Theatre Arts associate professor shares personal story and encourages students to be storytellers

As a young man growing up in New England, Andy Geffken helped his mother design sets for his school plays, not knowing that one day he would be acting and directing his own. 

Now, as an associate professor and program director of productions for Theatre Arts, Geffken has fervently pursued the path the Lord has led him toward. In the process, he helped start the Americana Theatre Company in Plymouth, Massachusetts. In 2011, he graduated with a Bachelor of Science in communication from Liberty University, and he became a professor at 25. 

And it all started with a single week.

“(Acting) wasn’t really the plan,” Geffken said. “Until the end of my undergraduate career, I was going into real estate development.”

In 2008, three weeks before graduation and four weeks before his wedding, a job opportunity in real estate fell through, and the market crashed.

On Monday, the real estate company called. On Tuesday, everyone he knew prayed for clarity and guidance. On Wednesday, he got a call from a recruiter at Regent University in Virginia Beach asking him to audition for the graduate program in acting.

“Acting had always been something that I loved the most, even though it wasn’t something I thought I would pursue as a career,” Geffken said. “Often, when you turn it over to the Lord, he’ll guide you to the thing that you love.”

Five days after his wedding, Geffken auditioned for the program and got in. 

“It was one of the worst auditions of my life,” Geffken said. “But clearly the Lord was working.”

While in the graduate program, Geffken auditioned for several films, theatre productions and voice-over jobs. Halfway through his graduate career, Geffken felt inspired by the Lord to enter the field of education. However, he was not offered a job at the end of his schooling.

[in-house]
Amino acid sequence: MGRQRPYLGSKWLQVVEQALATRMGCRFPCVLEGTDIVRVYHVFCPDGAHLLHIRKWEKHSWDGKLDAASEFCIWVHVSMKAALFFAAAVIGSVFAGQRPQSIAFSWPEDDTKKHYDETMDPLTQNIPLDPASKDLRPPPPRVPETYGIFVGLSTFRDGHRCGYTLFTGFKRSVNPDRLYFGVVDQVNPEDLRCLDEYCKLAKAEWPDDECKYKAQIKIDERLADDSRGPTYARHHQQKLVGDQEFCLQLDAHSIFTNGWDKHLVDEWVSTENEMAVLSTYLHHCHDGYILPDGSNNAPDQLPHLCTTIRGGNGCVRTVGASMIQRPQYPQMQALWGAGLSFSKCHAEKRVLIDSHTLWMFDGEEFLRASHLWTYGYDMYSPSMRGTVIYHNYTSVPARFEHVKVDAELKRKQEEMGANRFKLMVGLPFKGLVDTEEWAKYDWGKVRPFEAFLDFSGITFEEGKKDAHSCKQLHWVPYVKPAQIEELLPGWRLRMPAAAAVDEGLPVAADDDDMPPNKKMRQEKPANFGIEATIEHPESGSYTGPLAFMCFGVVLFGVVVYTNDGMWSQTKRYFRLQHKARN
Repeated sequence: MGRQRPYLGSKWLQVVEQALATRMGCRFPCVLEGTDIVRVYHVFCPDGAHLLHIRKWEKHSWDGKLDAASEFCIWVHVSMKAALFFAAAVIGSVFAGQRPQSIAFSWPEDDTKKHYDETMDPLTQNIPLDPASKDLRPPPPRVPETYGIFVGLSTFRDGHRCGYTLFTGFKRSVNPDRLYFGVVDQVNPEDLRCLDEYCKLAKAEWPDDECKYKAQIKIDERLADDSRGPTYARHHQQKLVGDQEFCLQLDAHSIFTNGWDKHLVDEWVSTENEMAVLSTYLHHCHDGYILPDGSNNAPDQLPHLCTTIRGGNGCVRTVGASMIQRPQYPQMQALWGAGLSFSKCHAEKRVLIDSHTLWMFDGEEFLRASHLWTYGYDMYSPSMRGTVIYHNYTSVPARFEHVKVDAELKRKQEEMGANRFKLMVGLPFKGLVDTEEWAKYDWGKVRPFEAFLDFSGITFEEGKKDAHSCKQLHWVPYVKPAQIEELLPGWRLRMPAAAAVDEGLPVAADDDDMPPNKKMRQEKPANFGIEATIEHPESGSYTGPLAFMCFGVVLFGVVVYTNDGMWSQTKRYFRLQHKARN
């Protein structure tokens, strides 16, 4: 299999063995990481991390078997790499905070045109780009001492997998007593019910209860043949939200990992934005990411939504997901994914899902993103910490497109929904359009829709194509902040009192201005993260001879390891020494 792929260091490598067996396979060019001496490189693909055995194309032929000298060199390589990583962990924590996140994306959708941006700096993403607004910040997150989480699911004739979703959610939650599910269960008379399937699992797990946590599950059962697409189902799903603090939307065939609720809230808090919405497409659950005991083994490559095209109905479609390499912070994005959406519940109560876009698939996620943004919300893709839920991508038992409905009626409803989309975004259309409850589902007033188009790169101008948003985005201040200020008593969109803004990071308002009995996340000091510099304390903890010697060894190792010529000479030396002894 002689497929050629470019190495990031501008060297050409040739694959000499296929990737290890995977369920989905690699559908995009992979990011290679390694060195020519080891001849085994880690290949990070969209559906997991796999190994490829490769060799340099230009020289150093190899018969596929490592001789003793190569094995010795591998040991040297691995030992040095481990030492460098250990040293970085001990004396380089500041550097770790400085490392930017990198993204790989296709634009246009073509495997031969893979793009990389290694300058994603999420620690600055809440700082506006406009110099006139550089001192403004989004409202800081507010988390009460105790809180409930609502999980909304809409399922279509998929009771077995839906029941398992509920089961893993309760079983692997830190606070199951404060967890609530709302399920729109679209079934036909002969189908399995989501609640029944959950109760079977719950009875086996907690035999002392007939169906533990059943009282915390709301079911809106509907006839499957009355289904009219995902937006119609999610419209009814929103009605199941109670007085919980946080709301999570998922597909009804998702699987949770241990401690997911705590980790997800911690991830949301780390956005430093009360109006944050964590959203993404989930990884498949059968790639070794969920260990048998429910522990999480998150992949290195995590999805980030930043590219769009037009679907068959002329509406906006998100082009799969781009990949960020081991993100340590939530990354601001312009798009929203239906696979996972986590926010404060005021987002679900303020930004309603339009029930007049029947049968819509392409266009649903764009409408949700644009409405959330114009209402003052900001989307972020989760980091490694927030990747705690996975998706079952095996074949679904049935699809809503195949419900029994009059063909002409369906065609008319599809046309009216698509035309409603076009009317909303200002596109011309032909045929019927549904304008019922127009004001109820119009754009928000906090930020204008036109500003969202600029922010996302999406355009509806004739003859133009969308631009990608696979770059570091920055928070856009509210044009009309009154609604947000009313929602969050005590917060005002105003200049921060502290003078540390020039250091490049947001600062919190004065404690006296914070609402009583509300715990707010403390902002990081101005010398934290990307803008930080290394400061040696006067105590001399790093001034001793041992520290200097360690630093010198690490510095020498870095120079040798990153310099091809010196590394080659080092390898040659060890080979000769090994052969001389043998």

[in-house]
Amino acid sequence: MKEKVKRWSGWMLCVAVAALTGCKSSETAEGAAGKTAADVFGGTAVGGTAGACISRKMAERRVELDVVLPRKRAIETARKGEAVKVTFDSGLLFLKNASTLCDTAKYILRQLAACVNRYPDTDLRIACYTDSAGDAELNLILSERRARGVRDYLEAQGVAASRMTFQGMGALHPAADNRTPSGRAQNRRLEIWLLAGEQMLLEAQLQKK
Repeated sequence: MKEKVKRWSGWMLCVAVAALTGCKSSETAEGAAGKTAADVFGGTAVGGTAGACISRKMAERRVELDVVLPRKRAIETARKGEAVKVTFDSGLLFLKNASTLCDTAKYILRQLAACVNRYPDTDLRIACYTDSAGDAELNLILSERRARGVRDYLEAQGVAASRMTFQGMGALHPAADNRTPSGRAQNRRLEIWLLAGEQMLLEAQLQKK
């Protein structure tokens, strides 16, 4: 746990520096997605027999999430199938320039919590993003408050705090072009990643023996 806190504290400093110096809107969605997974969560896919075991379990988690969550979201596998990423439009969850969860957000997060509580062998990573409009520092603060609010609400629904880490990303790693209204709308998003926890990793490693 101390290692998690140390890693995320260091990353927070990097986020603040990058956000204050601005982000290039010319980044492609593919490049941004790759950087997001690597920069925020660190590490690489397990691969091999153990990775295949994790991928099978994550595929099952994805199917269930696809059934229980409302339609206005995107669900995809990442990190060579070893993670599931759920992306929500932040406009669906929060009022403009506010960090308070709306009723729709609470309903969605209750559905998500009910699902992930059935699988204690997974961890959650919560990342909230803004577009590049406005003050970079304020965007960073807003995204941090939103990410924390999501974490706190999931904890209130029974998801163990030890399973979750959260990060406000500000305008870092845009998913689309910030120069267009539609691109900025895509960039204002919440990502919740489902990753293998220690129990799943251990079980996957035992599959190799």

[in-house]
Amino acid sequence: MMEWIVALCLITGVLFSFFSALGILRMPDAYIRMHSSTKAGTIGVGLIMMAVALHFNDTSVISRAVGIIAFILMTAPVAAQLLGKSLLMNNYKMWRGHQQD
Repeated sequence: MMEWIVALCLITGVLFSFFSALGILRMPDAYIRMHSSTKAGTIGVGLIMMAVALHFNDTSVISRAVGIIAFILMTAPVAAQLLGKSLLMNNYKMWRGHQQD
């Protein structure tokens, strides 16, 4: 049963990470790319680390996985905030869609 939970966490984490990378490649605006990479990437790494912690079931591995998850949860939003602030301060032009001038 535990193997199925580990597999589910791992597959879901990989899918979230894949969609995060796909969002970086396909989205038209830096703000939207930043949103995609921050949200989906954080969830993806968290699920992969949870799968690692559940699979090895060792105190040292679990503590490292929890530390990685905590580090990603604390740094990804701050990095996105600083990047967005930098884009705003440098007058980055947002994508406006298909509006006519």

A few months after graduating, Geffken and his close friend Derek Martin decided to start their own company. With this, the Americana Theatre Company was born.

The theater put on two shows: a touring show that traveled to different churches in the Massachusetts area and a four-person comedy called “Private Lives.”

“We put the whole show up,” Geffken said. “We put the set together, did all the marketing, rehearsed the show and put it up there, and it was a wonderful thing. … And it’s still going today.”

From completing a graduate program in acting to starting his own theatre company, Geffken admitted that he had several excellent opportunities in the theatre industry. Although, he would not hold the position he has today without the Lord’s faithfulness and abundant provision in his life.  

Geffken said God placed him in a position to be humbled.

“To be good at this discipline, you need to be self-aware,” Geffken said. “A lot of people have a proclivity to perform in front of people and are not afraid to be on stage, … but few are successful as a storyteller.”

Geffken believes that more people are actors than they think. He relates acting to faith through the “pursuit” of selflessness and empathy.

“Jesus was no slouch. His primary form of teaching was using parables. … (It) was telling stories,” Geffken said. “Once I saw it like that, (acting) became something that mattered to me. I’ve never found anything in my life that generates more empathy than acting.”

Later this semester, Geffken will direct the Department of Theatre Arts’ production “The Wiz.” The performance, which showcases a combination of Frank Baum’s “The Wonderful Wizard of Oz” with rock, gospel and soul music, will run from April 19 to May 5.

Merritt is a feature reporter for the Liberty Champion

Leave a Reply

Your email address will not be published. Required fields are marked *